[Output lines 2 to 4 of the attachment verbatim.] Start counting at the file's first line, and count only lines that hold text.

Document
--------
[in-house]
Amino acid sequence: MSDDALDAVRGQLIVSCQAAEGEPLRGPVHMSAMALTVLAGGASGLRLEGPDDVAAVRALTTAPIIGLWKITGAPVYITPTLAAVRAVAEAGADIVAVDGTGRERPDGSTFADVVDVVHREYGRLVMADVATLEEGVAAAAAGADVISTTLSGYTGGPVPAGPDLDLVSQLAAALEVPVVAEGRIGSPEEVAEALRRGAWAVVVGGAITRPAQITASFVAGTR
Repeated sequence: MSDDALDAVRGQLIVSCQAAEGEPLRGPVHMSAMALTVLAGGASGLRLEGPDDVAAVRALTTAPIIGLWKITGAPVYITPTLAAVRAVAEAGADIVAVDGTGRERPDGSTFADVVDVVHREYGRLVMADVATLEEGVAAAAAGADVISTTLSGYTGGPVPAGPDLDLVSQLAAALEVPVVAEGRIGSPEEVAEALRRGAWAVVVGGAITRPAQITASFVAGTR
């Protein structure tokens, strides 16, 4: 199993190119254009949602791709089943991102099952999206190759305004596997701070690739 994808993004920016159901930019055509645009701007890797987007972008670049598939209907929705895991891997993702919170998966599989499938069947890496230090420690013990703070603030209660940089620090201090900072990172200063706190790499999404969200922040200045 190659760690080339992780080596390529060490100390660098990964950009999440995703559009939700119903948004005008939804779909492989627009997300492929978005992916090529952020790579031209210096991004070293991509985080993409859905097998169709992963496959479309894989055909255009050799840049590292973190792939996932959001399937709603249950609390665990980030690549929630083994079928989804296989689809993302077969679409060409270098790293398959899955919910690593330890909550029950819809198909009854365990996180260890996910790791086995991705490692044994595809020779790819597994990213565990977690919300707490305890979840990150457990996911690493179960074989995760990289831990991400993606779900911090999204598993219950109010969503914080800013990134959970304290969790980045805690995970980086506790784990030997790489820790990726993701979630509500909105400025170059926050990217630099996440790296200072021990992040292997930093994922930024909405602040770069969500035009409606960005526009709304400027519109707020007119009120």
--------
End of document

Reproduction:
Amino acid sequence: MSDDALDAVRGQLIVSCQAAEGEPLRGPVHMSAMALTVLAGGASGLRLEGPDDVAAVRALTTAPIIGLWKITGAPVYITPTLAAVRAVAEAGADIVAVDGTGRERPDGSTFADVVDVVHREYGRLVMADVATLEEGVAAAAAGADVISTTLSGYTGGPVPAGPDLDLVSQLAAALEVPVVAEGRIGSPEEVAEALRRGAWAVVVGGAITRPAQITASFVAGTR
Repeated sequence: MSDDALDAVRGQLIVSCQAAEGEPLRGPVHMSAMALTVLAGGASGLRLEGPDDVAAVRALTTAPIIGLWKITGAPVYITPTLAAVRAVAEAGADIVAVDGTGRERPDGSTFADVVDVVHREYGRLVMADVATLEEGVAAAAAGADVISTTLSGYTGGPVPAGPDLDLVSQLAAALEVPVVAEGRIGSPEEVAEALRRGAWAVVVGGAITRPAQITASFVAGTR
């Protein structure tokens, strides 16, 4: 199993190119254009949602791709089943991102099952999206190759305004596997701070690739 994808993004920016159901930019055509645009701007890797987007972008670049598939209907929705895991891997993702919170998966599989499938069947890496230090420690013990703070603030209660940089620090201090900072990172200063706190790499999404969200922040200045 190659760690080339992780080596390529060490100390660098990964950009999440995703559009939700119903948004005008939804779909492989627009997300492929978005992916090529952020790579031209210096991004070293991509985080993409859905097998169709992963496959479309894989055909255009050799840049590292973190792939996932959001399937709603249950609390665990980030690549929630083994079928989804296989689809993302077969679409060409270098790293398959899955919910690593330890909550029950819809198909009854365990996180260890996910790791086995991705490692044994595809020779790819597994990213565990977690919300707490305890979840990150457990996911690493179960074989995760990289831990991400993606779900911090999204598993219950109010969503914080800013990134959970304290969790980045805690995970980086506790784990030997790489820790990726993701979630509500909105400025170059926050990217630099996440790296200072021990992040292997930093994922930024909405602040770069969500035009409606960005526009709304400027519109707020007119009120």